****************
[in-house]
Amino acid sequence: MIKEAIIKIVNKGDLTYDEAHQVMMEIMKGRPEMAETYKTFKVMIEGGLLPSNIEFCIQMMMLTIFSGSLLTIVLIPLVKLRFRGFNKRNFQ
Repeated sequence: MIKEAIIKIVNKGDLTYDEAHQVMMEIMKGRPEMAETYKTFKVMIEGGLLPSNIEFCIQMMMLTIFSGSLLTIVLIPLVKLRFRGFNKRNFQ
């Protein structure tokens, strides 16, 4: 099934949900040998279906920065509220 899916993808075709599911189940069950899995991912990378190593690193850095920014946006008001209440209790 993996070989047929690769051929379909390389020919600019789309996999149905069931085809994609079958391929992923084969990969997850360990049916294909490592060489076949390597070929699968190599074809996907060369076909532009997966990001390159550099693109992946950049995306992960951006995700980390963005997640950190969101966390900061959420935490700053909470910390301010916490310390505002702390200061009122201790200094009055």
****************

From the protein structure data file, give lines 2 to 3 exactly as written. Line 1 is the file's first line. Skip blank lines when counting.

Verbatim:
Amino acid sequence: MIKEAIIKIVNKGDLTYDEAHQVMMEIMKGRPEMAETYKTFKVMIEGGLLPSNIEFCIQMMMLTIFSGSLLTIVLIPLVKLRFRGFNKRNFQ
Repeated sequence: MIKEAIIKIVNKGDLTYDEAHQVMMEIMKGRPEMAETYKTFKVMIEGGLLPSNIEFCIQMMMLTIFSGSLLTIVLIPLVKLRFRGFNKRNFQ